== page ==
Tuesday, March 16, 2010

He Smote a Prophet - Jeremiah 20

Jeremiah 20:1-2 "Now Pashur the son of Immer the priest, who was also chief governor in the house of the LORD, heard that Jeremiah prophesied these things. Then Pashur smote Jeremiah the prophet, and put him in the stocks that were in the high gate of Benjamin, which was by the house of the LORD."

First off, it was the previous chapter Pashur was referring to where Jeremiah broke the vessel in the valley of the son of Hinnom causing it to be a place of death and the origin of the name for everlasting punishment that we have in our New Testament (which is hell).

Secondly, Pashur did not like the prophesy and got angry enough to hit Jeremiah over it. He tossed him in the stocks then called for him the next day.

It is amazing to me that the governor of the house of the LORD would have stocks so handy, that he would smite a prophet and be so far from God that he would hurt the messenger instead of being concerned about the message. It shows how far away from God they really were.

v3 "And it came to pass on the morrow, that Pashur brought forth Jeremiah out of the stocks. Then said Jeremiah unto him, The LORD hath not called thy name Pashur, but Magormissabib."

These are important names. Pashur means freedom. Magormissabib means 'terror on every side'. So by the symbolic name change the destiny of this priest governor is changed for his actions toward the prophet of God.

v4 "For thus saith the LORD, Behold, I will make thee a terror to thyself, and to all thy friends; and they shall fall by the sword of their enemies, and thine eyes shall behold it: and I will give all Judah into the and of the king of Babylon, and he shall carry them captive into Babylon, and shall slay them with the sword."

v5 "Moreover I will deliver all the strength of this city, and all the labors thereof, and all the precious things thereof, and all the treasures of the kings of Judah will I give into the hand of their enemies, which shall spoil them, and take them, and carry them to Babylon." See II Kings 20.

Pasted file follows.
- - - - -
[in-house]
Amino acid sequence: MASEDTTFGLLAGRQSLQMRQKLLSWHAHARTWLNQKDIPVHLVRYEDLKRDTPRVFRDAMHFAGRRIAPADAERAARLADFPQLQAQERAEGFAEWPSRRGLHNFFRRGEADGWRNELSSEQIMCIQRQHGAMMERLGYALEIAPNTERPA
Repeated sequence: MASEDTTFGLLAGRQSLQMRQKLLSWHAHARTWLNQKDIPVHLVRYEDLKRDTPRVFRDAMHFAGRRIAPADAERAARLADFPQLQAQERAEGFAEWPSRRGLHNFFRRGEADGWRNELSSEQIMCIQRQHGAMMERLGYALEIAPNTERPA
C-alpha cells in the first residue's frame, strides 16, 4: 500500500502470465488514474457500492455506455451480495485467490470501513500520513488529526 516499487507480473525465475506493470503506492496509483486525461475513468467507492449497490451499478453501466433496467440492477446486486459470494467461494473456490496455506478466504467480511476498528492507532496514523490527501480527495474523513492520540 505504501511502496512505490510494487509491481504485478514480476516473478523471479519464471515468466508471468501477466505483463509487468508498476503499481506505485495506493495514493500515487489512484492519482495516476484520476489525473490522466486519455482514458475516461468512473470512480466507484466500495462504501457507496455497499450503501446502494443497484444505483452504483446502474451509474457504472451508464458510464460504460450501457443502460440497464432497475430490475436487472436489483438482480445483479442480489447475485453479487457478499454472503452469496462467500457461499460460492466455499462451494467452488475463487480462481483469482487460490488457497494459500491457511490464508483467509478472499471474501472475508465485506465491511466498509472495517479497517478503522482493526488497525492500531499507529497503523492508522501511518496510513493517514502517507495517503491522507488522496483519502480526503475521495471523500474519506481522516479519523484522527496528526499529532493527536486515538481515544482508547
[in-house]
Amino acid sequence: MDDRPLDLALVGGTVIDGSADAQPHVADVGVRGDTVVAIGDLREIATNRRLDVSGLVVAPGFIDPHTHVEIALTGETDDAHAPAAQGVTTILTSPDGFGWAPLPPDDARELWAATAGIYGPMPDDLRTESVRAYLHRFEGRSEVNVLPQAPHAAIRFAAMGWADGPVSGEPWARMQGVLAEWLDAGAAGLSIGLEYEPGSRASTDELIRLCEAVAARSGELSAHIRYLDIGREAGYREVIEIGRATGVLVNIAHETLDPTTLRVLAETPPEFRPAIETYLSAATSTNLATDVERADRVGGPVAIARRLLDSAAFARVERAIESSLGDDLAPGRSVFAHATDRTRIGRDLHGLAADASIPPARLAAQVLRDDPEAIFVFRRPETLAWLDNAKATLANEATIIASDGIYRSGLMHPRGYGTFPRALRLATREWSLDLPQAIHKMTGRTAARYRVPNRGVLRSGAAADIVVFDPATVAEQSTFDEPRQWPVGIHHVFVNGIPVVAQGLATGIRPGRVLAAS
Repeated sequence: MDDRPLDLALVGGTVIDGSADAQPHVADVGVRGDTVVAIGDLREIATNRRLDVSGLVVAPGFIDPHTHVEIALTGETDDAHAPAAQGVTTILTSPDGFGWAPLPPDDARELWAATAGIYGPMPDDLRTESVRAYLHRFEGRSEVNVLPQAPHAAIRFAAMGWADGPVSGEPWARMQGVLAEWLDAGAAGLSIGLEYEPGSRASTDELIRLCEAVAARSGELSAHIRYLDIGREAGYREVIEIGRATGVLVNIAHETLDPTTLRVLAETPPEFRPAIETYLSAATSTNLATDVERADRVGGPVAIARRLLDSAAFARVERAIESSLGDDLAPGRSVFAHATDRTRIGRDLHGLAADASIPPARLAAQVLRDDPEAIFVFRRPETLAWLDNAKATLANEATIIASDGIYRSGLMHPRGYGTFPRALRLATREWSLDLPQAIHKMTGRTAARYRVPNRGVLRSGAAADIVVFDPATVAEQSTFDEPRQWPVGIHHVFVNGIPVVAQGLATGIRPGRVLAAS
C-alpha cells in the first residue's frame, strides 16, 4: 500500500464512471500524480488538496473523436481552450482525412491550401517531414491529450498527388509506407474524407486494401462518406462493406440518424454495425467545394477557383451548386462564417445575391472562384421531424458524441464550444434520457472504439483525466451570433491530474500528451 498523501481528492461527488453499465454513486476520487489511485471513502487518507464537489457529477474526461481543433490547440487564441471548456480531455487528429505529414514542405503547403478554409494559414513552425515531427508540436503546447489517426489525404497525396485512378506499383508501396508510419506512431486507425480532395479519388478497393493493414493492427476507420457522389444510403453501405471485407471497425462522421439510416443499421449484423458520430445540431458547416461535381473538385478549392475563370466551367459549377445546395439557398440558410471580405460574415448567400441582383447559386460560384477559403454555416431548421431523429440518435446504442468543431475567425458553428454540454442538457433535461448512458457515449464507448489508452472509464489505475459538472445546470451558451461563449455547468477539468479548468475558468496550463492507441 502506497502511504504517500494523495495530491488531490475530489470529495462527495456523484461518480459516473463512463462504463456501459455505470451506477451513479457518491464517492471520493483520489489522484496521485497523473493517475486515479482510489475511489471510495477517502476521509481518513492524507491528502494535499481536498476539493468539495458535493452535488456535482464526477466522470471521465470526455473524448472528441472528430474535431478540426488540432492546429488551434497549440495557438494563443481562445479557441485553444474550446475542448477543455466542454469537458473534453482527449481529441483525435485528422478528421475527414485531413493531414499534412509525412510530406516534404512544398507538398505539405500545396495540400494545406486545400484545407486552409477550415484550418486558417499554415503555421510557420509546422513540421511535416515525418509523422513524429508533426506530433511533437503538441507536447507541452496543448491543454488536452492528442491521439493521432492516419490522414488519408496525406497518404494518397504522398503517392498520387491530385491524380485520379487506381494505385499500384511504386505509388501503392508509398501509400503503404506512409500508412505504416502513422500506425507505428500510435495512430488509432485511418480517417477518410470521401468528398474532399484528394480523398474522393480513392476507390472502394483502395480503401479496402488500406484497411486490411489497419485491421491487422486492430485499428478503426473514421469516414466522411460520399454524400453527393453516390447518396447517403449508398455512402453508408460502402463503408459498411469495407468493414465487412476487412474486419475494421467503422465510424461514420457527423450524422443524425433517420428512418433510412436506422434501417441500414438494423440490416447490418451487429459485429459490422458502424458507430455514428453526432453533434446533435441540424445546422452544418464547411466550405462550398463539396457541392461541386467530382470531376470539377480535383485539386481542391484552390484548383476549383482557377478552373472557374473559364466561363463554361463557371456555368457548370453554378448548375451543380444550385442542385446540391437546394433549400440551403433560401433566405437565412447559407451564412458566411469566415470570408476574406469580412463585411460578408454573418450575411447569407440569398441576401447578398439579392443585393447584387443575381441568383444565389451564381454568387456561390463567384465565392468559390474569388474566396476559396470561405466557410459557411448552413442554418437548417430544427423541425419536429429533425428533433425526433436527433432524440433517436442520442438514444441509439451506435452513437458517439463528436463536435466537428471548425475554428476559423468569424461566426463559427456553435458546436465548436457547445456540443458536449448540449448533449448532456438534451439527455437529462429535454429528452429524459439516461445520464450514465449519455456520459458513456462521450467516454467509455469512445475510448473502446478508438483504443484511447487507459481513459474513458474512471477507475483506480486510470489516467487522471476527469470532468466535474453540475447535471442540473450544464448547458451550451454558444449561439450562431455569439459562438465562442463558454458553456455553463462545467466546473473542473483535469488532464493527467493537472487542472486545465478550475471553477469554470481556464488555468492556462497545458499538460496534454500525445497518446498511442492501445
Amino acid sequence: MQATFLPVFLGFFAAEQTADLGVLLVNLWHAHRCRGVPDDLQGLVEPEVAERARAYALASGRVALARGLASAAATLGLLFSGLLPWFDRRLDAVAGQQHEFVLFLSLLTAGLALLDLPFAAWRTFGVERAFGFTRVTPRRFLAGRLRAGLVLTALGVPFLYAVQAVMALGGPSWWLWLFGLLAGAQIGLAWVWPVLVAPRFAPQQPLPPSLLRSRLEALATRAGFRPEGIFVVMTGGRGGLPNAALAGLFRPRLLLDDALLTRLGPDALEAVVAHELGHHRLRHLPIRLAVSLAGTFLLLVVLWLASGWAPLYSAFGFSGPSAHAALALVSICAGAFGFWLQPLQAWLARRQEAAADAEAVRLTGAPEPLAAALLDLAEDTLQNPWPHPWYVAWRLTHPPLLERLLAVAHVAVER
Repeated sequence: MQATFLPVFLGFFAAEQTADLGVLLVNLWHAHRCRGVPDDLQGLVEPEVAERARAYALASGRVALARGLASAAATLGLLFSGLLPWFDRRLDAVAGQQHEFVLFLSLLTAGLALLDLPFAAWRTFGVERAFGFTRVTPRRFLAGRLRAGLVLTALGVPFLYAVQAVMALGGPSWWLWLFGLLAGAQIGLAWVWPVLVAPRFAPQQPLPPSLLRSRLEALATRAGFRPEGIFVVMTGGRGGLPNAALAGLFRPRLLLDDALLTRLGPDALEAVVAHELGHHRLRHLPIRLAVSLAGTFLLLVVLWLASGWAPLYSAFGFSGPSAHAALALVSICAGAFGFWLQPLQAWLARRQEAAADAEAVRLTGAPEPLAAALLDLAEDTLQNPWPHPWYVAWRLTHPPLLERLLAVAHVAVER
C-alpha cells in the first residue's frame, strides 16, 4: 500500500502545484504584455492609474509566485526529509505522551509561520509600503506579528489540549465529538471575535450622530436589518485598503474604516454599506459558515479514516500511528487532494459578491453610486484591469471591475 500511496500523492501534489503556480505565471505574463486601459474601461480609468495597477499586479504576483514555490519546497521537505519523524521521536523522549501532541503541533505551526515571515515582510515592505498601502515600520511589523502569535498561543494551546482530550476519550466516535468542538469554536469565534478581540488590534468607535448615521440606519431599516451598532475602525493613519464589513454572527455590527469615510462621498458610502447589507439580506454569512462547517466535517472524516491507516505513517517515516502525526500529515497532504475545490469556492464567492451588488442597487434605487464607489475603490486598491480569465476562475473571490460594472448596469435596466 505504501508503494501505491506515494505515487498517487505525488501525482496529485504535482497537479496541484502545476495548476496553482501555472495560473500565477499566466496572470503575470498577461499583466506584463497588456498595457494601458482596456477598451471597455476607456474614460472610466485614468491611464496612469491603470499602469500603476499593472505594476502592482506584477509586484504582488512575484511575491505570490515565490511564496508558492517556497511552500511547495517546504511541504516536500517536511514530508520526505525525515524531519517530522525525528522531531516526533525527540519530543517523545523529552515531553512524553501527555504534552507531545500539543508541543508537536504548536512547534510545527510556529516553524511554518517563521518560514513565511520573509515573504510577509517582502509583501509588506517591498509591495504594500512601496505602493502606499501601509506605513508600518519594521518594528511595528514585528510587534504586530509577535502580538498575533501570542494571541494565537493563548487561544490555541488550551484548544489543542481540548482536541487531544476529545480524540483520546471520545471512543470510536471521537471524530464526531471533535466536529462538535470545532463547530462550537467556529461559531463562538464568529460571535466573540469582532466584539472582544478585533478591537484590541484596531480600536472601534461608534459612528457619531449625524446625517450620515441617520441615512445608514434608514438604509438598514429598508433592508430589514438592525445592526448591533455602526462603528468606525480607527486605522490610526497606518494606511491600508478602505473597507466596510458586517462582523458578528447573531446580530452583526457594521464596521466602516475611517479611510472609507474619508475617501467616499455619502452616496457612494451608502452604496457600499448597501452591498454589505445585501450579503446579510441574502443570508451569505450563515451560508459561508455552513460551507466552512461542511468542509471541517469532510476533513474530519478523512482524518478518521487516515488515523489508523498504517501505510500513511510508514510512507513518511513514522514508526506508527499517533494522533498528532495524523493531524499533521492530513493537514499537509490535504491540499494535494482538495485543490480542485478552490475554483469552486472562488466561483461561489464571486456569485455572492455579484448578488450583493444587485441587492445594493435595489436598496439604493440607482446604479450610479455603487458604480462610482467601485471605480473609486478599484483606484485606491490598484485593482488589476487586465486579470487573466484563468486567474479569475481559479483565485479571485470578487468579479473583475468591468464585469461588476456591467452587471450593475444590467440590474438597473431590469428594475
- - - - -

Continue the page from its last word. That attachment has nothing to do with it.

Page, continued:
We see in these verses the surroundings of the governor Pashur stripped away. He looses his friends and the treasures he apparently regarded as his own taken away. Now we see his personal sentence.

v6 "And thou, Pashur and all that dwell in thine house shall go into captivity: and thou shalt come to Babylon, and there thou shalt die, and shalt be buried there, thou, and all thy friends, to whom thou hast prophesied lies."

Now, he learns that he will loose his position, his life and that he will not be buried in the precious tombs of Zion where the kings are buried. As we will see in the next chapter, he will live long enough to ponder these things.

The balance of the chapter deals with Jeremiah and the distress he must have felt over the situation, for he said he tried not to speak of it anymore but that it was a fire inside him and he could not refrain.

v9 "Then I said, I will not make mention of him, nor speak any more in his name, But his word was in mine heart as a burning fire shut up in my bones, and I was weary with forbearing, and I could not stay."

He seems to feel very depressed for it was a depressing situation. He had to tell the truth but he stood as the only human who told the people the truth. Yet, he knew the outcome, that captivity was coming. Maybe he said to himself, as we do, 'what's the use'. But he kept on. He even wondered why he was born. After all, it was Jeremiah's nation too.

v18 "Wherefore came I forth out of the womb to see labor and sorrow, that my days should be consumed with shame?"

Even prophets get discouraged. Yet he kept on. see I Kings 19:10

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